Empathy begins at home.

Down the Rabbit Hole

happy_childhood

I know that for a very long time I’ve had issues empathizing with others on a one to one basis (with a few rare exceptions like my children). It’s not that I like seeing others in pain or want to hurt them (I don’t, at all), more that I have had so much trouble connecting to my emotions, especially tender or vulnerable feelings, that this avoidance extends to everyone else. I’ve always felt empathy when it’s “safe” though–therefore I can cry for a character in a movie or novel, or even a TV commercial. I can get quite upset reading a news story about someone who’s been abused, especially if it’s an animal or a child.

But when it comes to real life people, I just can’t allow myself to get that close. I hold everyone at arm’s length. It’s too dangerous to let them in, because they might stir…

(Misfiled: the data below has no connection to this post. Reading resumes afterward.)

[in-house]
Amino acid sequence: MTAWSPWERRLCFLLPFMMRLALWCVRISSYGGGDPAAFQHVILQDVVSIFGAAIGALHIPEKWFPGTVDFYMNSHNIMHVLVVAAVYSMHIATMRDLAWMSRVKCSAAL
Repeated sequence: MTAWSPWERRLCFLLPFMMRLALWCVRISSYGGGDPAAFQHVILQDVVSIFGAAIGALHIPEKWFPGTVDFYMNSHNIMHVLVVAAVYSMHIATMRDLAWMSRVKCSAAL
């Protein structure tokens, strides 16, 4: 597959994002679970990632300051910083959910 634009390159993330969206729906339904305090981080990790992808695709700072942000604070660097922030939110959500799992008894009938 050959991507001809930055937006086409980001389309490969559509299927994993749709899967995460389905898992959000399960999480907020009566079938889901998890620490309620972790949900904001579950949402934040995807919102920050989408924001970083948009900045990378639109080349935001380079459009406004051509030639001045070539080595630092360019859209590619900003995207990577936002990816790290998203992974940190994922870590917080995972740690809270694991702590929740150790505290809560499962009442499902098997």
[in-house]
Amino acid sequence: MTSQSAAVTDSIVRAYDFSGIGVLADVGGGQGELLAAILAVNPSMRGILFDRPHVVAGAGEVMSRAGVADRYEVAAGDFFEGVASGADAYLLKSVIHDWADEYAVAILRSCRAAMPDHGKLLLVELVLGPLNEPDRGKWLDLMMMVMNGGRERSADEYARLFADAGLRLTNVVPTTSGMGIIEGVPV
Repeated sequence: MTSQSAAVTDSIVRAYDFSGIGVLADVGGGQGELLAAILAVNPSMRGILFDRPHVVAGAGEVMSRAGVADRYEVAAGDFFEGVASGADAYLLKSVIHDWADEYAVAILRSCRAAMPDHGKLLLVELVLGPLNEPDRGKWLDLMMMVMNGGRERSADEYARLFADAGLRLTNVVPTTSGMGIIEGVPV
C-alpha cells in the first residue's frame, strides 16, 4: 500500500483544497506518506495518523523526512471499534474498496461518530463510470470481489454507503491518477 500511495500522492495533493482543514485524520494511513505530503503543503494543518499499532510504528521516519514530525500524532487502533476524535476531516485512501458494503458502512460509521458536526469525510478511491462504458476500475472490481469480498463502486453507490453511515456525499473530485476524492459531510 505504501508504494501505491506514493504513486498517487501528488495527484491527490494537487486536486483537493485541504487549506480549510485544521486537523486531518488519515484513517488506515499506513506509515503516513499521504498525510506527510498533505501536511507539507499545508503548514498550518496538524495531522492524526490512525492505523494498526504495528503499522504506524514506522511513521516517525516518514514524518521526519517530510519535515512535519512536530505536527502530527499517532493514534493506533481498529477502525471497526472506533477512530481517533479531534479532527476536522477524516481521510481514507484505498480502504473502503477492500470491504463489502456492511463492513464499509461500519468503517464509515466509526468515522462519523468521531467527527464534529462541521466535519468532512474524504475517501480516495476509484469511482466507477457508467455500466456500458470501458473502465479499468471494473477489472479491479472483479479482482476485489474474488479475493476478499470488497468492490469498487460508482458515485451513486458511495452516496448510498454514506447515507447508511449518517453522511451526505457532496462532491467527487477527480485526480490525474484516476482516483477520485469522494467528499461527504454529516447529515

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5 Comments

  1. Thanks for reblogging. 🙂

  2. An interesting article. I would add only that the very opposite — heightened empathy — can, also, occur. Those who have suffered, themselves, can understand suffering in a unique way. ❤

    1. This makes a lot of sense as well.

  3. sharonp1us

    I’m reading “So You’ve Been Publically Shamed”, which has profound thoughts on the damage of shaming (which is what narcissists do). In extreme cases, murderers, they describe themselves as already being dead–stuffed with straw, before they break. Learning to feel is devasting when all you’ve experienced is humiliation, but while it’s turning on the ability to love, imagine, and be spontaneous; it’s also training on a strong thoughtful parent. It’s very awkward to grow. Like any parent, the challenge is to teach the inner child to mature with love.

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